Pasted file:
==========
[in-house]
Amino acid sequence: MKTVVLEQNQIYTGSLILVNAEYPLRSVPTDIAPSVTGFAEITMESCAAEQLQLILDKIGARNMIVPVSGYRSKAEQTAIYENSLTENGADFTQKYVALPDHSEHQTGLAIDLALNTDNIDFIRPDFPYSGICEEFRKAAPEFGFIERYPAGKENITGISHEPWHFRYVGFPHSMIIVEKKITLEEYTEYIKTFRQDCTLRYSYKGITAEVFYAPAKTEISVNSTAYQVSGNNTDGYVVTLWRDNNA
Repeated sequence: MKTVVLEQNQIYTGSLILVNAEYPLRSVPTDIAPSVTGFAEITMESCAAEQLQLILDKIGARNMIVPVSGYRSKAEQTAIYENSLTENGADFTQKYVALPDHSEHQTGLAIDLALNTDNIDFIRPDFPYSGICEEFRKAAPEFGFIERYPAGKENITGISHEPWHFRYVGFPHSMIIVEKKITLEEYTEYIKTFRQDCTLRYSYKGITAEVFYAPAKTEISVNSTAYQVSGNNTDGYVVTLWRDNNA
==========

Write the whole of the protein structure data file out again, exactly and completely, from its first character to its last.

[in-house]
Amino acid sequence: MKTVVLEQNQIYTGSLILVNAEYPLRSVPTDIAPSVTGFAEITMESCAAEQLQLILDKIGARNMIVPVSGYRSKAEQTAIYENSLTENGADFTQKYVALPDHSEHQTGLAIDLALNTDNIDFIRPDFPYSGICEEFRKAAPEFGFIERYPAGKENITGISHEPWHFRYVGFPHSMIIVEKKITLEEYTEYIKTFRQDCTLRYSYKGITAEVFYAPAKTEISVNSTAYQVSGNNTDGYVVTLWRDNNA
Repeated sequence: MKTVVLEQNQIYTGSLILVNAEYPLRSVPTDIAPSVTGFAEITMESCAAEQLQLILDKIGARNMIVPVSGYRSKAEQTAIYENSLTENGADFTQKYVALPDHSEHQTGLAIDLALNTDNIDFIRPDFPYSGICEEFRKAAPEFGFIERYPAGKENITGISHEPWHFRYVGFPHSMIIVEKKITLEEYTEYIKTFRQDCTLRYSYKGITAEVFYAPAKTEISVNSTAYQVSGNNTDGYVVTLWRDNNA